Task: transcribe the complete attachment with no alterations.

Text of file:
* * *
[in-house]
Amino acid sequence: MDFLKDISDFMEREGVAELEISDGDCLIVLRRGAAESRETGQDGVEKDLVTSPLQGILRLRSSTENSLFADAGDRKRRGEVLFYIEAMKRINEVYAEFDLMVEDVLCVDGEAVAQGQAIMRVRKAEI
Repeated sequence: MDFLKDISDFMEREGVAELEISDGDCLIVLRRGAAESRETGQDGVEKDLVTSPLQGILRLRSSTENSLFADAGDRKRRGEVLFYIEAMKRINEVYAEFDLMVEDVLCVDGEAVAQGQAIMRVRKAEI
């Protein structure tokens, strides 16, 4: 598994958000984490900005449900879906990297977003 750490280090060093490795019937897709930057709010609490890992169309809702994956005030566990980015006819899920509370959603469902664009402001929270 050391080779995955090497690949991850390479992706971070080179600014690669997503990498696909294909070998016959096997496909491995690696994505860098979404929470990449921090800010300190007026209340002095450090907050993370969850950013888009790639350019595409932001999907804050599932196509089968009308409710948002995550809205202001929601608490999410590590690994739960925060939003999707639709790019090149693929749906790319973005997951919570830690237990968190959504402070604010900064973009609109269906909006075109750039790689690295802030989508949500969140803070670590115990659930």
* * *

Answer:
[in-house]
Amino acid sequence: MDFLKDISDFMEREGVAELEISDGDCLIVLRRGAAESRETGQDGVEKDLVTSPLQGILRLRSSTENSLFADAGDRKRRGEVLFYIEAMKRINEVYAEFDLMVEDVLCVDGEAVAQGQAIMRVRKAEI
Repeated sequence: MDFLKDISDFMEREGVAELEISDGDCLIVLRRGAAESRETGQDGVEKDLVTSPLQGILRLRSSTENSLFADAGDRKRRGEVLFYIEAMKRINEVYAEFDLMVEDVLCVDGEAVAQGQAIMRVRKAEI
């Protein structure tokens, strides 16, 4: 598994958000984490900005449900879906990297977003 750490280090060093490795019937897709930057709010609490890992169309809702994956005030566990980015006819899920509370959603469902664009402001929270 050391080779995955090497690949991850390479992706971070080179600014690669997503990498696909294909070998016959096997496909491995690696994505860098979404929470990449921090800010300190007026209340002095450090907050993370969850950013888009790639350019595409932001999907804050599932196509089968009308409710948002995550809205202001929601608490999410590590690994739960925060939003999707639709790019090149693929749906790319973005997951919570830690237990968190959504402070604010900064973009609109269906909006075109750039790689690295802030989508949500969140803070670590115990659930």